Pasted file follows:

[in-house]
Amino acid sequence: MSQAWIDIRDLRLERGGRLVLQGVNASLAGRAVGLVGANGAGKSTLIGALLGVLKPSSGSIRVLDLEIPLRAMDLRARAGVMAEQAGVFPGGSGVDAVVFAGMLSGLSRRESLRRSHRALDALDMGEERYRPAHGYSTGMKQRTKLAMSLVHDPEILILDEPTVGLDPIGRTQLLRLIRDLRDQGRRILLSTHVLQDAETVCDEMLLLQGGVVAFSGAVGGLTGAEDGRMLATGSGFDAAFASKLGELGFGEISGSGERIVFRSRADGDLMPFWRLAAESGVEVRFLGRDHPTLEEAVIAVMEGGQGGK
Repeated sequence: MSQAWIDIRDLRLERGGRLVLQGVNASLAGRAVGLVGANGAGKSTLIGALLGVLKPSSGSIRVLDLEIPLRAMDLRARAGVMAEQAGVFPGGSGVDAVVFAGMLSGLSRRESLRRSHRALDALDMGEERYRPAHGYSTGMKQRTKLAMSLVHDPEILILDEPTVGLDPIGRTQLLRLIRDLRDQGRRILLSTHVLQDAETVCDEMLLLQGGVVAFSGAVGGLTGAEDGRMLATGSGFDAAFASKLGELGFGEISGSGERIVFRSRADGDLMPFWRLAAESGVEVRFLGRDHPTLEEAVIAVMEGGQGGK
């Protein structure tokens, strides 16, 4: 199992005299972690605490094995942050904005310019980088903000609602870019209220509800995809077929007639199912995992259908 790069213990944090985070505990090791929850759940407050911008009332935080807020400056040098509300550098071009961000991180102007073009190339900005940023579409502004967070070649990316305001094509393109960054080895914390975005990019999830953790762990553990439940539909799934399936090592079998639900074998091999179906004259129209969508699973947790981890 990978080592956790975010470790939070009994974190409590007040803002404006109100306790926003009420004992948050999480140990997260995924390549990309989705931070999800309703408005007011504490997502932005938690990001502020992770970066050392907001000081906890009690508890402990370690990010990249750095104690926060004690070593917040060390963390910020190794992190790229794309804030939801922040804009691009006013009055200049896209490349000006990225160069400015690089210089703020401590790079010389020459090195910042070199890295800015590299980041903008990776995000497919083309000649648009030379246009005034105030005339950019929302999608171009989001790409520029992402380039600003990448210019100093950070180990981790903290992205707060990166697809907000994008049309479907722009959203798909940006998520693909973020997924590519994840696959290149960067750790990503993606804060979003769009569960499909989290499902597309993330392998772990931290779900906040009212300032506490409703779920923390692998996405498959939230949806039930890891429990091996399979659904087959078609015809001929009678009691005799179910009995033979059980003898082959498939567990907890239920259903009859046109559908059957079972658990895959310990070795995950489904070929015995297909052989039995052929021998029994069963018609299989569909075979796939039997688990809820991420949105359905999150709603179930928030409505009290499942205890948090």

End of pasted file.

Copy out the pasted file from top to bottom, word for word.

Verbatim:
[in-house]
Amino acid sequence: MSQAWIDIRDLRLERGGRLVLQGVNASLAGRAVGLVGANGAGKSTLIGALLGVLKPSSGSIRVLDLEIPLRAMDLRARAGVMAEQAGVFPGGSGVDAVVFAGMLSGLSRRESLRRSHRALDALDMGEERYRPAHGYSTGMKQRTKLAMSLVHDPEILILDEPTVGLDPIGRTQLLRLIRDLRDQGRRILLSTHVLQDAETVCDEMLLLQGGVVAFSGAVGGLTGAEDGRMLATGSGFDAAFASKLGELGFGEISGSGERIVFRSRADGDLMPFWRLAAESGVEVRFLGRDHPTLEEAVIAVMEGGQGGK
Repeated sequence: MSQAWIDIRDLRLERGGRLVLQGVNASLAGRAVGLVGANGAGKSTLIGALLGVLKPSSGSIRVLDLEIPLRAMDLRARAGVMAEQAGVFPGGSGVDAVVFAGMLSGLSRRESLRRSHRALDALDMGEERYRPAHGYSTGMKQRTKLAMSLVHDPEILILDEPTVGLDPIGRTQLLRLIRDLRDQGRRILLSTHVLQDAETVCDEMLLLQGGVVAFSGAVGGLTGAEDGRMLATGSGFDAAFASKLGELGFGEISGSGERIVFRSRADGDLMPFWRLAAESGVEVRFLGRDHPTLEEAVIAVMEGGQGGK
């Protein structure tokens, strides 16, 4: 199992005299972690605490094995942050904005310019980088903000609602870019209220509800995809077929007639199912995992259908 790069213990944090985070505990090791929850759940407050911008009332935080807020400056040098509300550098071009961000991180102007073009190339900005940023579409502004967070070649990316305001094509393109960054080895914390975005990019999830953790762990553990439940539909799934399936090592079998639900074998091999179906004259129209969508699973947790981890 990978080592956790975010470790939070009994974190409590007040803002404006109100306790926003009420004992948050999480140990997260995924390549990309989705931070999800309703408005007011504490997502932005938690990001502020992770970066050392907001000081906890009690508890402990370690990010990249750095104690926060004690070593917040060390963390910020190794992190790229794309804030939801922040804009691009006013009055200049896209490349000006990225160069400015690089210089703020401590790079010389020459090195910042070199890295800015590299980041903008990776995000497919083309000649648009030379246009005034105030005339950019929302999608171009989001790409520029992402380039600003990448210019100093950070180990981790903290992205707060990166697809907000994008049309479907722009959203798909940006998520693909973020997924590519994840696959290149960067750790990503993606804060979003769009569960499909989290499902597309993330392998772990931290779900906040009212300032506490409703779920923390692998996405498959939230949806039930890891429990091996399979659904087959078609015809001929009678009691005799179910009995033979059980003898082959498939567990907890239920259903009859046109559908059957079972658990895959310990070795995950489904070929015995297909052989039995052929021998029994069963018609299989569909075979796939039997688990809820991420949105359905999150709603179930928030409505009290499942205890948090």